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Practice of Statistics in the Life Sciences

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  • Edition: 4th
  • Format: Hardcover
  • Copyright: 2017-12-22
  • Publisher: W. H. Freeman

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Supplemental Materials

What is included with this book?


See statisics through the eyes of a biologist as Practice of Statistics in the Life Sciences utilizes examples and exercises curated from across the life sciences in order to connect you to the material. 

Author Biography

Brigitte Baldi is a graduate of France’s Ecole Normale Supérieure in Paris. In her academic studies, she combined a love of math and quantitative analysis with wide interests in the life sciences. She studied math and biology in a double major and obtained a Masters in molecular biology and biochemistry and a Masters in cognitive sciences. She earned her Ph.D. in neuroscience from the Université Paris VI studying multisensory integration in the brain and used computer simulations to study patterns of brain reorganization after lesion as a post-doctoral fellow at the California Institute of Technology. She then worked as a management consultant advising corporations before returning to academia to teach statistics.

Dr. Baldi is currently a lecturer in the Department of Statistics at the University of California, Irvine. She is actively involved in statistical education. She was a local and later national advisor in the development of the statistics telecourse Statistically Speaking, replacing David Moore’s earlier telecourse Against All Odds. She developed UCI’s first online statistics courses and is interested in ways to integrate new technologies in the classroom to enhance participation and learning. She is currently serving as an elected member to the Executive Committee At Large of the section on Statistical Education of the American Statistical Association.

David S. Moore is Shanti S. Gupta Distinguished Professor of Statistics, Emeritus, at Purdue University and was 1998 president of the American Statistical Association. He received his A.B. from Princeton and his Ph.D. from Cornell, both in mathematics. He has written many research papers in statistical theory and served on the editorial boards of several major journals. Professor Moore is an elected fellow of the American Statistical Association and of the Institute of Mathematical Statistics and an elected member of the International Statistical Institute. He has served as program director for statistics and probability at the National Science Foundation. In recent years, Professor Moore has devoted his attention to the teaching of statistics. He was the content developer for the Annenberg/Corporation for Public Broadcasting college-level telecourse Against All Odds: Inside Statistics and for the series of video modules Statistics: Decisions through Data, intended to aid the teaching of statistics in schools. He is the author of influential articles on statistics education and of several leading texts. Professor Moore has served as president of the International Association for Statistical Education and has received the Mathematical Association of America’s national award for distinguished college or university teaching of mathematics.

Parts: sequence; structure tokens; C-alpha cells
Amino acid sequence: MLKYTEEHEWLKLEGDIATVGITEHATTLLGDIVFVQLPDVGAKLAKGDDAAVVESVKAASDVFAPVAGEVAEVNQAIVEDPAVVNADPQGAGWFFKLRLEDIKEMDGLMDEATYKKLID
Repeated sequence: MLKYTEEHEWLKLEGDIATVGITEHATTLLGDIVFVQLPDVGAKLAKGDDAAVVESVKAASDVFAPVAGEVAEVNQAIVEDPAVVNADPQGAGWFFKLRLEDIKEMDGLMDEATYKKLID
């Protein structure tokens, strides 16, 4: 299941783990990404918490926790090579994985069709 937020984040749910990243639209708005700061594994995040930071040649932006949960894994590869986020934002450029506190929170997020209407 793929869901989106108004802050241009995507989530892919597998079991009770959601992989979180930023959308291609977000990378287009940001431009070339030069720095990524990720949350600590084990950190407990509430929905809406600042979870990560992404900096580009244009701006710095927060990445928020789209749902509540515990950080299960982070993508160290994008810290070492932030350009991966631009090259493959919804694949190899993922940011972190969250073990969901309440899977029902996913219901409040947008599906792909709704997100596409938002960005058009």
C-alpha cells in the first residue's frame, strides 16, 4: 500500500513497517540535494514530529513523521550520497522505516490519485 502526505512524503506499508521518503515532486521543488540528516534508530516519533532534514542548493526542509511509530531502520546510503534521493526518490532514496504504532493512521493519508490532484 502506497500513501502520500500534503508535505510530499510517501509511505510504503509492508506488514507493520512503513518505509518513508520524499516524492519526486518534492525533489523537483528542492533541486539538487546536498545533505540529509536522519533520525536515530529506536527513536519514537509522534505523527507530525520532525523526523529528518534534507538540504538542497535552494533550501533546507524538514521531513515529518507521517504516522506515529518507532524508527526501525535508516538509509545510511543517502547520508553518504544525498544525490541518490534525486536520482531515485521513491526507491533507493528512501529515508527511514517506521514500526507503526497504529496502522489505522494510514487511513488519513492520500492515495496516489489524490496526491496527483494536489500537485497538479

Table of Contents

Part I: Collecting and Exploring Data

Chapter 1 Picturing Distributions with Graphs

Individuals and variables

Identifying categorical and quantitative variables

Categorical variables: pie charts and bar graphs

Quantitative variables: histograms

Interpreting histograms

Quantitative variables: dotplots

Time plots

Discussion: (Mis)adventures in data entry

Chapter 2 Describing Quantitative Distributions with Numbers

Measures of center: median, mean

Measures of spread: percentiles, standard deviation

Graphical displays of numerical summaries

Spotting suspected outliers*

Discussion: Dealing with outliers

Organizing a statistical problem

Chapter 3 Scatterplots and Correlation

Explanatory and response variables

Relationship between two quantitative variables: scatterplots

Adding categorical variables to scatterplots

Measuring linear association: correlation

Chapter 4 Regression

The least-squares regression line

Facts about least-squares regression

Outliers and influential observations

Working with logarithm transformations*

Cautions about correlation and regression

Association does not imply causation

Chapter 5 Two-Way Tables

Marginal distributions

Conditional distributions

Simpsons paradox

Chapter 6 Samples and Observational Studies

Observation versus experiment


Sampling designs

Sample surveys

Cohorts and case-control studies

Chapter 7 Designing Experiments

Designing experiments

Randomized comparative experiments

Common experimental designs

Cautions about experimentation

Ethics in experimentation

Discussion: The Tuskegee syphilis study

Chapter 8 Collecting and Exploring Data: Part I Review

Part I Summary

Comprehensive Review Exercises

Large Dataset Exercises

Online Data Sources

EESEE Case Studies

Part II: From Chance to Inference

Chapter 9 Essential Probability Rules

The idea of probability

Probability models

Probability rules